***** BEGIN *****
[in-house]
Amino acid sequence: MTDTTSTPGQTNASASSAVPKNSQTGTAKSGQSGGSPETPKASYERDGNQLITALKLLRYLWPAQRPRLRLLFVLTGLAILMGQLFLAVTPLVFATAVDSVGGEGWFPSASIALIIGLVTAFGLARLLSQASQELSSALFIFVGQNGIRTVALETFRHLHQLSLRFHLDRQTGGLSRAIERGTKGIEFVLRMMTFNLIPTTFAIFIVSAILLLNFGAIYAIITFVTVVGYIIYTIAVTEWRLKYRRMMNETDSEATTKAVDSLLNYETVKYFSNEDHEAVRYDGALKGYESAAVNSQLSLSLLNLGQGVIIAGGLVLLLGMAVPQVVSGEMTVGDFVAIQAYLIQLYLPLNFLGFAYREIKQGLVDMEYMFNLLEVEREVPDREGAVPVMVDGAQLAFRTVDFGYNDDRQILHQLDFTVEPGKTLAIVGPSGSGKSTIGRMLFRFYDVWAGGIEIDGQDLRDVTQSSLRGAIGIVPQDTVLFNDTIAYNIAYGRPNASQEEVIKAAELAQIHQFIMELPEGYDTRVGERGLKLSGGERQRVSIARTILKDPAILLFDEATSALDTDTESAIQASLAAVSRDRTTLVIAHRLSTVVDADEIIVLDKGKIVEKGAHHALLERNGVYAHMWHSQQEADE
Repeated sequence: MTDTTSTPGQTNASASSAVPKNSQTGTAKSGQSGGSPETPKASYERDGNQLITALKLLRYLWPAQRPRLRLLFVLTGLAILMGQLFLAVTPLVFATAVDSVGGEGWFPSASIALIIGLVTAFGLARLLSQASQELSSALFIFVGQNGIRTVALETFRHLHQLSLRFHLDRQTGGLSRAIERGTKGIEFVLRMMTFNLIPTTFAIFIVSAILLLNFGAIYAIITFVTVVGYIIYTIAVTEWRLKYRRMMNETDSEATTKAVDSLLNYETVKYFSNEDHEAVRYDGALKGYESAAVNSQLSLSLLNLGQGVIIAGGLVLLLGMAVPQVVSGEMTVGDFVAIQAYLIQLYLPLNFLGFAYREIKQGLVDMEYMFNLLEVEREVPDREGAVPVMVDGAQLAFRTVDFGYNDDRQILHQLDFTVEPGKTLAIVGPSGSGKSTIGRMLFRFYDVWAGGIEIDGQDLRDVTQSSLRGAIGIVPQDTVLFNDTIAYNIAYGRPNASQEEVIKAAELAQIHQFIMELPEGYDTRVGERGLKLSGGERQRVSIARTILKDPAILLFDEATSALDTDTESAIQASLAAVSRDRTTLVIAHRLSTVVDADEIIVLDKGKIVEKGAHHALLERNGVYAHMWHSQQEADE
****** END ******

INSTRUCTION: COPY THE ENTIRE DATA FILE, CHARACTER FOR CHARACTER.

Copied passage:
[in-house]
Amino acid sequence: MTDTTSTPGQTNASASSAVPKNSQTGTAKSGQSGGSPETPKASYERDGNQLITALKLLRYLWPAQRPRLRLLFVLTGLAILMGQLFLAVTPLVFATAVDSVGGEGWFPSASIALIIGLVTAFGLARLLSQASQELSSALFIFVGQNGIRTVALETFRHLHQLSLRFHLDRQTGGLSRAIERGTKGIEFVLRMMTFNLIPTTFAIFIVSAILLLNFGAIYAIITFVTVVGYIIYTIAVTEWRLKYRRMMNETDSEATTKAVDSLLNYETVKYFSNEDHEAVRYDGALKGYESAAVNSQLSLSLLNLGQGVIIAGGLVLLLGMAVPQVVSGEMTVGDFVAIQAYLIQLYLPLNFLGFAYREIKQGLVDMEYMFNLLEVEREVPDREGAVPVMVDGAQLAFRTVDFGYNDDRQILHQLDFTVEPGKTLAIVGPSGSGKSTIGRMLFRFYDVWAGGIEIDGQDLRDVTQSSLRGAIGIVPQDTVLFNDTIAYNIAYGRPNASQEEVIKAAELAQIHQFIMELPEGYDTRVGERGLKLSGGERQRVSIARTILKDPAILLFDEATSALDTDTESAIQASLAAVSRDRTTLVIAHRLSTVVDADEIIVLDKGKIVEKGAHHALLERNGVYAHMWHSQQEADE
Repeated sequence: MTDTTSTPGQTNASASSAVPKNSQTGTAKSGQSGGSPETPKASYERDGNQLITALKLLRYLWPAQRPRLRLLFVLTGLAILMGQLFLAVTPLVFATAVDSVGGEGWFPSASIALIIGLVTAFGLARLLSQASQELSSALFIFVGQNGIRTVALETFRHLHQLSLRFHLDRQTGGLSRAIERGTKGIEFVLRMMTFNLIPTTFAIFIVSAILLLNFGAIYAIITFVTVVGYIIYTIAVTEWRLKYRRMMNETDSEATTKAVDSLLNYETVKYFSNEDHEAVRYDGALKGYESAAVNSQLSLSLLNLGQGVIIAGGLVLLLGMAVPQVVSGEMTVGDFVAIQAYLIQLYLPLNFLGFAYREIKQGLVDMEYMFNLLEVEREVPDREGAVPVMVDGAQLAFRTVDFGYNDDRQILHQLDFTVEPGKTLAIVGPSGSGKSTIGRMLFRFYDVWAGGIEIDGQDLRDVTQSSLRGAIGIVPQDTVLFNDTIAYNIAYGRPNASQEEVIKAAELAQIHQFIMELPEGYDTRVGERGLKLSGGERQRVSIARTILKDPAILLFDEATSALDTDTESAIQASLAAVSRDRTTLVIAHRLSTVVDADEIIVLDKGKIVEKGAHHALLERNGVYAHMWHSQQEADE